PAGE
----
HM: Well, right now I'm currently working on the music for two different albums of my own. One, which I can't say specifically anything about right now at this point. One, which I'd like to release at the first half of 2024, and one I'd like to release at some point, 2025, 2026. Then there's another band I have as a co-leader called NO(w) Beauty, it's based in France. And we released an album last year to a lot of success. And we're having a lot of success in France. We're winning awards and then we're getting lots of things written up about us. And so we are working on new music for another album already. So I've got a few albums that I'm working on musically.

AAJ: Wynton Marsalis has done a number of grand projects, almost operatic kind of projects. Others, I think Terence Blanchard did something similar and Wayne Shorter, too. You ever think about doing an extended project like that?

HM: I have on several occasions. It's funny you ask that. There was a time about six, seven years ago, I started writing an opera, I kind of put it aside. And then there's a musician I collaborate with here who wanted to write an opera as well, recently. And so we've kind of been trying to put together the steps to do that. But I still, in my head, want to do that opera that I started a while ago. It's because I actually love opera, just like pure opera. I love the classics, especially like Verdi and Puccini. I like contemporary opera as well, but I really love the Italian classical operas.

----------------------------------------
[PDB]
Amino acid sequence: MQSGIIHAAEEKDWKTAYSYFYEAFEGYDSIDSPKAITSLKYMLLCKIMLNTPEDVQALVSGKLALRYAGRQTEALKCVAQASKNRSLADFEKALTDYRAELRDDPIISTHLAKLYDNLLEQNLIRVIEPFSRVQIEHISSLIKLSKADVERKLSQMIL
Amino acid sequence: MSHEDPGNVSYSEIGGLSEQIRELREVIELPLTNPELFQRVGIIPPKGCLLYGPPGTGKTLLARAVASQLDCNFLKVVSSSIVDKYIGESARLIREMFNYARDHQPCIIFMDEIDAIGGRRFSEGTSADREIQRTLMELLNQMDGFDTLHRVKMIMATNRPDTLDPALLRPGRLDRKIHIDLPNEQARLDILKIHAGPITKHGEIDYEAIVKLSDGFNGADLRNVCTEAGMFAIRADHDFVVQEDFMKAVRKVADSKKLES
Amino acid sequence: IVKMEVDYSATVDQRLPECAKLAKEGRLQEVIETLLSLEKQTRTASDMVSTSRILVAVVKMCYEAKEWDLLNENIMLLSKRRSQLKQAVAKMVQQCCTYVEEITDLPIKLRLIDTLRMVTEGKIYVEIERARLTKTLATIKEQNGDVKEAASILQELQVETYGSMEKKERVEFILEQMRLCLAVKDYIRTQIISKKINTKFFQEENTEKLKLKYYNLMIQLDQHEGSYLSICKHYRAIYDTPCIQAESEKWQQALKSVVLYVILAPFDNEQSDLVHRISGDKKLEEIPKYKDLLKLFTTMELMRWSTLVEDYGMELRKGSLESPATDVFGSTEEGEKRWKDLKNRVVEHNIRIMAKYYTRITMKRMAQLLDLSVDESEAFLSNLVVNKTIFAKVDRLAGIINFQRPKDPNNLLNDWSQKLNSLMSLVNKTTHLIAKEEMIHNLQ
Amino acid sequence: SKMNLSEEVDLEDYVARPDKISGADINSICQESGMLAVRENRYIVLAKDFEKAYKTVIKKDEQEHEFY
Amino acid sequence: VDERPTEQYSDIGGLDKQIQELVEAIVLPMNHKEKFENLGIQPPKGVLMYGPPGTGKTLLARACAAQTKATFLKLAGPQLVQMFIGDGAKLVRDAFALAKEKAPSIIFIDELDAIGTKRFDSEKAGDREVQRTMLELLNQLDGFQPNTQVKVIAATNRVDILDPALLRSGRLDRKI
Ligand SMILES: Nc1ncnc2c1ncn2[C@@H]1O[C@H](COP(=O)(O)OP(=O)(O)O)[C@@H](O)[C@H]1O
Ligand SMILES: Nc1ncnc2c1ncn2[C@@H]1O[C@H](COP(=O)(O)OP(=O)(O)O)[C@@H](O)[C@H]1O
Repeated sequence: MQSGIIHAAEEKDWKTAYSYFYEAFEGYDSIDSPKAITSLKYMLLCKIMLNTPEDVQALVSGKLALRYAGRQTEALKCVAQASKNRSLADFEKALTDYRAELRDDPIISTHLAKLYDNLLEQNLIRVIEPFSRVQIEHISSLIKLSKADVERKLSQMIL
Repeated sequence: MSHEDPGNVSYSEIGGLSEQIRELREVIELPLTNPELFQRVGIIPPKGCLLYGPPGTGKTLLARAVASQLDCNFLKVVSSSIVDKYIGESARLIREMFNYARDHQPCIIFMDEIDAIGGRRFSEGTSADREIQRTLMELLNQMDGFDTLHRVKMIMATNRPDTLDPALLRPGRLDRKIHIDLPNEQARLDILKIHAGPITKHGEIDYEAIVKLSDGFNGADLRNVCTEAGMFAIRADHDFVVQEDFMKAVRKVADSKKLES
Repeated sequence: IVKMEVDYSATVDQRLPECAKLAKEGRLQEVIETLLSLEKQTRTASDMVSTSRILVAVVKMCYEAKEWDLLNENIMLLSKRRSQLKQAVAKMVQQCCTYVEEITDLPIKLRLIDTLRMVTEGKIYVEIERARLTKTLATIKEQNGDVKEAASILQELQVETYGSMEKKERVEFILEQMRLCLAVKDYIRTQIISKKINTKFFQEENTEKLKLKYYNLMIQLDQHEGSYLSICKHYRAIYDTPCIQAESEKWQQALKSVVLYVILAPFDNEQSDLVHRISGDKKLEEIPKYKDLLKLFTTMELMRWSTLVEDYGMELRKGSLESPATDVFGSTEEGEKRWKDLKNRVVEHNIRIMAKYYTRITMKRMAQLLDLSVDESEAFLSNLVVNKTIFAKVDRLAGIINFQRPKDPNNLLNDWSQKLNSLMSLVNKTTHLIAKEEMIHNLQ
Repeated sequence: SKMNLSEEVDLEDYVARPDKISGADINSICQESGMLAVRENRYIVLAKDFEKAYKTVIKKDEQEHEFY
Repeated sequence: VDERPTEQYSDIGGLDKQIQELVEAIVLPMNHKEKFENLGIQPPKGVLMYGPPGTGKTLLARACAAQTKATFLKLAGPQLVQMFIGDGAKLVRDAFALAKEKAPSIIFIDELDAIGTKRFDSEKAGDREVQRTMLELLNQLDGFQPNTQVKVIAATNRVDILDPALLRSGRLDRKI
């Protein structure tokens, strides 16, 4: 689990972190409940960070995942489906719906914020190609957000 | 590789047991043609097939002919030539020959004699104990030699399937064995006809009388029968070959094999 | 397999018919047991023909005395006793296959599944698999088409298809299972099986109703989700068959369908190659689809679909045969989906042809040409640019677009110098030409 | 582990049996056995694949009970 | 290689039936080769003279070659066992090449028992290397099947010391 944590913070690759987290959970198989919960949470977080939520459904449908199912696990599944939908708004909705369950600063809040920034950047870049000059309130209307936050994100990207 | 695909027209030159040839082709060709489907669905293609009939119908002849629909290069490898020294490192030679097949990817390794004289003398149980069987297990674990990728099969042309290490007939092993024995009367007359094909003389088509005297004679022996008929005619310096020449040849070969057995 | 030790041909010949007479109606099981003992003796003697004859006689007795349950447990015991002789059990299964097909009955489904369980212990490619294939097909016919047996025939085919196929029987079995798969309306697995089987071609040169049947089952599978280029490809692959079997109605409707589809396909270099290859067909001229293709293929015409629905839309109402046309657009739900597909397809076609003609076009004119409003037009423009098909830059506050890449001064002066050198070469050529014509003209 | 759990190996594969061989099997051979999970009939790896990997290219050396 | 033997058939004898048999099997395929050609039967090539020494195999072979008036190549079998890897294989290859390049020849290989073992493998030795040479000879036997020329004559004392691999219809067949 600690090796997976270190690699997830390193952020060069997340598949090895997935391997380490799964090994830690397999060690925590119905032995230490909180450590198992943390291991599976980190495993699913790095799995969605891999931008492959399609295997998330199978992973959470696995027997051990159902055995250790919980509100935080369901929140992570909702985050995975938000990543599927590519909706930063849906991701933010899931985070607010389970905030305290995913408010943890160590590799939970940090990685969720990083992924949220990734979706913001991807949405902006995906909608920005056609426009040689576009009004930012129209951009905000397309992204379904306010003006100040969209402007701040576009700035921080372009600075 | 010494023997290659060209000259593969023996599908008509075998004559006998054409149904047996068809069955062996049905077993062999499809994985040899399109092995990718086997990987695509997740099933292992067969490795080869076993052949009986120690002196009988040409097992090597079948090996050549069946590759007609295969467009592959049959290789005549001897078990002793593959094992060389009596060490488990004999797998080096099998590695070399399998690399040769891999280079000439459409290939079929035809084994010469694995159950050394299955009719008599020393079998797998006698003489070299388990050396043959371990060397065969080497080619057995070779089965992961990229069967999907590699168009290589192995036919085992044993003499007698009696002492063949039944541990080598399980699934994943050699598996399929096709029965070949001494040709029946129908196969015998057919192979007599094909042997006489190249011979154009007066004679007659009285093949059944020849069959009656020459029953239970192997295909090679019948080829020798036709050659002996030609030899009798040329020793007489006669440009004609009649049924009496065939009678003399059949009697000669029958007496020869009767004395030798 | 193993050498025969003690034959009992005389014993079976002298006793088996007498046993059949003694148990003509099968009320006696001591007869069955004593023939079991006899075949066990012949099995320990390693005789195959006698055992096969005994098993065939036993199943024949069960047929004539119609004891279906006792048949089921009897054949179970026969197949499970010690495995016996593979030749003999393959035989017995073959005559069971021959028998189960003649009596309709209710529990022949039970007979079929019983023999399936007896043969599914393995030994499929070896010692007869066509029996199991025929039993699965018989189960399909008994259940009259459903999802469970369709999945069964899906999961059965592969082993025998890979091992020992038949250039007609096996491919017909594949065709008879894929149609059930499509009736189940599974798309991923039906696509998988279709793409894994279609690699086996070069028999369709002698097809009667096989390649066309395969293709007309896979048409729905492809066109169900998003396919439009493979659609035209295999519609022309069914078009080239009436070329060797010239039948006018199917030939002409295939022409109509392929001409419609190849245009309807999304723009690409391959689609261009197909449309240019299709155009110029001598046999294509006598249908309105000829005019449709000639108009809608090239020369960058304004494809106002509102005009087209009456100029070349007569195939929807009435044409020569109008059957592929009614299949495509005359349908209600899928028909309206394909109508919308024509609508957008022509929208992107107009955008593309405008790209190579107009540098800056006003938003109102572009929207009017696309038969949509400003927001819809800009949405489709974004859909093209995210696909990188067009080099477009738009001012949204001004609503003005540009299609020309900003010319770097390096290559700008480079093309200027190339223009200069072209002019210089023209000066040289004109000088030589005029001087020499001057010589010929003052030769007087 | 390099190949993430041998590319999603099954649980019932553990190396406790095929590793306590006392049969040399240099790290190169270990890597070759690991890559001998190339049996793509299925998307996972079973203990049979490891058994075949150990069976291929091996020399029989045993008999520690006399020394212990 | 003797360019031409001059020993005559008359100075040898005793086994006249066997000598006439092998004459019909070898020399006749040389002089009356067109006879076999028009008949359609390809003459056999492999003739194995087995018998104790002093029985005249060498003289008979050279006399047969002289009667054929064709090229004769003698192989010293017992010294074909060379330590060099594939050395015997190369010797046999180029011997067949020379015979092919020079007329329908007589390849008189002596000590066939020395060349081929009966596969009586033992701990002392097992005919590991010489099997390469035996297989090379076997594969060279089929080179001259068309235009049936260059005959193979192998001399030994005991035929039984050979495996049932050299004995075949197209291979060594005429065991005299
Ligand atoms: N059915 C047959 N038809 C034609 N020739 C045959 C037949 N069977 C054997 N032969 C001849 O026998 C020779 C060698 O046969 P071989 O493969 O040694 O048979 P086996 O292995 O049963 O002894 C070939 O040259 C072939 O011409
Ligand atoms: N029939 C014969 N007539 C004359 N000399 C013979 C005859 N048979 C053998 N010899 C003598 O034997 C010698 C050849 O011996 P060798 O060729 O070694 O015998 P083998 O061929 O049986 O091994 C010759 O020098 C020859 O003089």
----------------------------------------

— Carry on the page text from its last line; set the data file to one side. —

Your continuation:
AAJ: The reason I ask that, is that I can tell that that kind of project is in you. I know... There are folks that I can tell. I could never do something like that, but you could easily. You've got the chops to do it. Well, Hermon, this has been really, really awesome. Thank you so much!

HM: With pleasure.